OvO – Miasma

OvO Miasma

Noise Metal – Ravenna

The slap hurts even the more when you don’t expect to take it. We were cool at first. It was a Sunday evening at the Pavillons Sauvages in Toulouse. It was raining, it was cold. We were almost about to order an infusion at the bar! But…As soon as the doors were crossed, a buddy from Italy took us brutally into the flames of hell. Verbena was forgotten. Tuesday, Monday, Thursday, Sunday, who cares. We immediately brought out the flask. | By Polka B – Translated by Julie B.

To be a bit stylish, pen in hand and glasses at the tip of my nose, I could tell that OvO offers radical music skillfully orchestrated between the genres: noise, doom, drone, industrial sludge, peeping in places towards the music experimental.

Only, we didn’t experience it at all like that. In fact, any attempt at intellectualisation would risk putting us completely on the plate. The music of OvO is tribal, emotional, raw and relentless, their sound stirs the guts. It is not our brain that is mobilised but our senses as a whole.

We told you that after crossing the doors, a breath of high frequencies had contracted our eardrums.

By making our way, we discovered the people responsible for all this noise. On the left of the stage, a drummer in a calm olympian hut (Bruno) tackled a martial rhythm like a drummer motivating his troops before the battle.. 

On his face, aboriginal paintings reinforced the solemn aspect of the scene, under the airs of Maori ceremony. To her right, like a high priestess, the singer (Stefania) erupted occult incantations, in a ghostly voice supported by the distortion of riffs savagely plated on the neck of her guitar. Monstrous reverb, futuristic sounds straight out of an electronic drum, and epic hammering typed industrial music.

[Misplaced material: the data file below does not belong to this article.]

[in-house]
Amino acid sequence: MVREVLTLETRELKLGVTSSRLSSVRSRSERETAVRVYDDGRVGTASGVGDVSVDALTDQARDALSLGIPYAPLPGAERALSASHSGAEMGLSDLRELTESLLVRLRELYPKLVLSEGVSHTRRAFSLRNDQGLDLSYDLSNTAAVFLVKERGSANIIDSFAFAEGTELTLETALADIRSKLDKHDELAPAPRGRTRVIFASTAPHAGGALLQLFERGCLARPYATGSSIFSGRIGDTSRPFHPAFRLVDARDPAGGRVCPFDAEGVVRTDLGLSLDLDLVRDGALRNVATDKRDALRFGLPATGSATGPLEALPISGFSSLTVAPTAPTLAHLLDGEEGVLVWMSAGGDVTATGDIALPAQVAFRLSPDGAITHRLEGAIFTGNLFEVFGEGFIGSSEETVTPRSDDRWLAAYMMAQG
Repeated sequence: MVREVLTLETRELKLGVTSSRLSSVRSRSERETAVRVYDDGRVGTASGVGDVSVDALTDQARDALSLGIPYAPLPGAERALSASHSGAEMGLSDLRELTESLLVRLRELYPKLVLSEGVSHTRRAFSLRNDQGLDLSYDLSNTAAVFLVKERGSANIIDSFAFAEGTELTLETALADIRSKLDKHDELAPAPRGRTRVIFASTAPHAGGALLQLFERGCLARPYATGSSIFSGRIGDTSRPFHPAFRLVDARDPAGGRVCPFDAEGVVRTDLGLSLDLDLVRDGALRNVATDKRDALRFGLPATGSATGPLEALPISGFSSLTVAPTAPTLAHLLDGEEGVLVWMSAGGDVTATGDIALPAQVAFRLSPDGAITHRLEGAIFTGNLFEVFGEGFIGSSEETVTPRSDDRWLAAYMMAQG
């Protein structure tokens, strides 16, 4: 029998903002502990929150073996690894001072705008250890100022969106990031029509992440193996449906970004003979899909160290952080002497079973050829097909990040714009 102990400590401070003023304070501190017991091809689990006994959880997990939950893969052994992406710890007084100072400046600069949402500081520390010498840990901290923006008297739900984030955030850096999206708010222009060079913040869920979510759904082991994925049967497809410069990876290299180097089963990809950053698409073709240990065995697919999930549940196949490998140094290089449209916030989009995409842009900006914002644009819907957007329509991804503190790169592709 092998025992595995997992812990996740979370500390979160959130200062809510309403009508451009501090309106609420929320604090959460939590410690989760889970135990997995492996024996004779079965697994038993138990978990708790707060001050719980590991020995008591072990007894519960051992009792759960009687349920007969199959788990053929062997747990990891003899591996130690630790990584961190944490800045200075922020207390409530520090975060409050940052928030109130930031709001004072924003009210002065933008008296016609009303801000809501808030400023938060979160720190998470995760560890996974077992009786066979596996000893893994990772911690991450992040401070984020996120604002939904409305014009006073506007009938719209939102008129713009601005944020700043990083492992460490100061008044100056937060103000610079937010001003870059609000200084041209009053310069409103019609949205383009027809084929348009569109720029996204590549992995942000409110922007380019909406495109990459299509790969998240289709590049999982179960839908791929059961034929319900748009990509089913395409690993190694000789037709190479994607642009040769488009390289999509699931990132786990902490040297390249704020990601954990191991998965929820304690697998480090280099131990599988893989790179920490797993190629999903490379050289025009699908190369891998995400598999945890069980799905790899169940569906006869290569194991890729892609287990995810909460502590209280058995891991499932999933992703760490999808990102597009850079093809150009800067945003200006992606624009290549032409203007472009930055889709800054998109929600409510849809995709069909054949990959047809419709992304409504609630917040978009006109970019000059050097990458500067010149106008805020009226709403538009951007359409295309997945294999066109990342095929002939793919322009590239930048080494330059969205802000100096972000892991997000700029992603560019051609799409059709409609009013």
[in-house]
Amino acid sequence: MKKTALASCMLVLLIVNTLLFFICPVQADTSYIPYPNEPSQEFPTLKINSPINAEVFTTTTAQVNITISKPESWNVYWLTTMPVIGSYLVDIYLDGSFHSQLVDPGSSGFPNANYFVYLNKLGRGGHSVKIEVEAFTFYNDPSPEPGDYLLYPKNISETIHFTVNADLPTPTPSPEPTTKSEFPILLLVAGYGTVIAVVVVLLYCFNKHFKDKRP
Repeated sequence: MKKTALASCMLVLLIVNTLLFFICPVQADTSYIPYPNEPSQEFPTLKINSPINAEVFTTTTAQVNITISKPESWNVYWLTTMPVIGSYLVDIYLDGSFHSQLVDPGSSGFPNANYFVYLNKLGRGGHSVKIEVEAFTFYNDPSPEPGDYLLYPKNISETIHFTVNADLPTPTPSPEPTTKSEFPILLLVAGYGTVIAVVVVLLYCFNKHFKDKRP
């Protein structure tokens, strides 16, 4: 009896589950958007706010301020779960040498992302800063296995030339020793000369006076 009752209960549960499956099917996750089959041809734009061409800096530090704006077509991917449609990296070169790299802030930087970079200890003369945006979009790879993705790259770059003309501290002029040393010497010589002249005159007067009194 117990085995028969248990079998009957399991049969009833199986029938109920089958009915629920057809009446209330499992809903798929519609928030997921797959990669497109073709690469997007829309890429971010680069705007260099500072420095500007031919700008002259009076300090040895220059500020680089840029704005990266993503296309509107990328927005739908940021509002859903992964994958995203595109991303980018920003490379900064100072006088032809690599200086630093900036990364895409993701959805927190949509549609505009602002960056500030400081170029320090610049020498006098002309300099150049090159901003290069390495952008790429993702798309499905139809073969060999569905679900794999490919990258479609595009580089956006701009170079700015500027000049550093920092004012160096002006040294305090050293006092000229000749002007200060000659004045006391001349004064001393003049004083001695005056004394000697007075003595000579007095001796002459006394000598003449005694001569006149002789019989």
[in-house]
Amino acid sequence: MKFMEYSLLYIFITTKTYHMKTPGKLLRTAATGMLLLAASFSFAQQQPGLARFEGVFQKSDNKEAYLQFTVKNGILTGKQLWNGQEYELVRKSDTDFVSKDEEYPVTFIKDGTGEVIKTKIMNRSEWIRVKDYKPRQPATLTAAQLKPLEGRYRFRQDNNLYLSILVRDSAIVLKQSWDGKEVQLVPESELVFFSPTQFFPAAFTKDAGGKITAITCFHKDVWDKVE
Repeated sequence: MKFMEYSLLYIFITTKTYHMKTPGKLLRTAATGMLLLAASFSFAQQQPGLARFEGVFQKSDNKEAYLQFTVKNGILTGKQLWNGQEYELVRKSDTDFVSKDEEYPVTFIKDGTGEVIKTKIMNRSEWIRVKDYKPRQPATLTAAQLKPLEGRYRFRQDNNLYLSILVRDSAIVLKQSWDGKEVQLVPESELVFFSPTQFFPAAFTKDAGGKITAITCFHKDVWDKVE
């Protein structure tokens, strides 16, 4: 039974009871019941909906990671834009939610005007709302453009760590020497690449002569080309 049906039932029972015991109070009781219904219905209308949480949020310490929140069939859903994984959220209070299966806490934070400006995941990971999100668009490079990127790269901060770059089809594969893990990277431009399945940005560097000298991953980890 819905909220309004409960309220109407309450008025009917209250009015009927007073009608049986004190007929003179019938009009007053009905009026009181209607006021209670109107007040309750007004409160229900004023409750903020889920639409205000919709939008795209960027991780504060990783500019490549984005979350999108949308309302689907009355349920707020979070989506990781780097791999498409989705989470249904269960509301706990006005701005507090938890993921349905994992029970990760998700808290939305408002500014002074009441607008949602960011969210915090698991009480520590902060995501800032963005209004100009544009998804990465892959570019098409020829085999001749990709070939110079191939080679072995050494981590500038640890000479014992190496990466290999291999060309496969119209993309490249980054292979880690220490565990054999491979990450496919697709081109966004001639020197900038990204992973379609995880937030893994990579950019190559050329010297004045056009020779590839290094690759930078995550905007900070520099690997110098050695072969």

Minute after minute, the melodies mingled with extreme saturation. Built around hypnotic loops, the pieces of OvO wove their webs gently, trapping for good the souls of the spectators present in the room. It was quite strange.

While the screeching of the sound frequencies reached a level of decibels rarely reached in this room (that is to say), the overall atmosphere was rather in meditation.
A cathedral silence in the ambient brothel.

Some musically sensitive souls might have thought it gloomy, but Stefania maintained a bright smile throughout the concert.

Once housed in the “OvO capsule”, we had plenty of time for analysis. Loaded with sound texture, the compositions remained fairly minimalist. Abrupt at first, they took the time to wrap the listener to lead him into a collective trance, mimicking the construction of an electronic music set.

To finish this hour-long sound fresco, the duo sang the song “Miasma”. An apocalyptic waltz as funeral as it was freezing, having definitely convinced us of one thing: we absolutely had to buy this album.

Still a little groggy, we talked with Stefania and Bruno when we got the precious sesame. The OvOs have been touring for 20 years … and Miasma is none other than their ninth studio album! A fairly logical discovery, such a mastery of a sound universe so well defined with nothing left to hazard. We advise you to take a look at their discography, and (especially) to see them live!